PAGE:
In a sign of Pakistan’s growing reliance on Beijing, the Chinese banks continue to be our largest lender, accounting for a third of $1.5 billion we borrowed in the first four months of fiscal year ending June 30.
The contribution of Chinese money as a portion of our overall borrowing has increased this year, according to the Economic Affairs Division. In the previous fiscal year, Pakistan had borrowed $10.7 billion worth of foreign loans and more than a fifth of this came from Chinese banks. Their share in the July-October period this year has increased to 33%.
Pakistan is facing a double loss since its imports are more than twice its exports, which result in a trading loss. This is not sustainable because its current dollar reserves ($10.2 billion) are not enough to pay for the essential imports that are necessary to support economic activity.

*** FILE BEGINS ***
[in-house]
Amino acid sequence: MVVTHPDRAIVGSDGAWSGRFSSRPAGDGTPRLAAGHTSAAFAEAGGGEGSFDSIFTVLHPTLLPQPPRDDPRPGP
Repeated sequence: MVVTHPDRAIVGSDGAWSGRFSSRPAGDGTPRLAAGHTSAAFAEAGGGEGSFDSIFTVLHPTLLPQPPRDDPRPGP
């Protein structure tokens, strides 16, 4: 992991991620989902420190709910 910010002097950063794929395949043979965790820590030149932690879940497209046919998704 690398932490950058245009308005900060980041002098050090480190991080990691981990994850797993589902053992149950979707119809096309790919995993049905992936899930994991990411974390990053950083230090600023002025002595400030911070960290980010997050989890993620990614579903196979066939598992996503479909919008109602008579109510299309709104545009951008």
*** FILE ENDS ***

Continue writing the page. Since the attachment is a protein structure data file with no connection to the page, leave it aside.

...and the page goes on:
More than 60% of the money Pakistan borrowed from foreign institutions and governments last year was meant to keep the country’s foreign exchange reserves high enough so it could avoid bankruptcy or default on previous loans and pay for essential imports.
On the local front, the government’s revenues are much lower than its expenses, leading to a budget deficit of Rs2.12 trillion (for fiscal year 2017-2018). This leaves the government with no money of its own to spend on development, such as building schools, hospitals, roads, and dams.
To finance its budget deficit, Pakistan has been relying on domestic and foreign loans. More than half the amount we borrowed from July through October was for project financing. The remainder of this loan was for budgetary support and short-term credit to meet other financing needs.
At the end of June 2018, the country’s total national debt was Rs28 trillion or $234 billion, of which foreign loan was $90 billion. This is higher than the permissible limit, which should not exceed 60% of the GDP.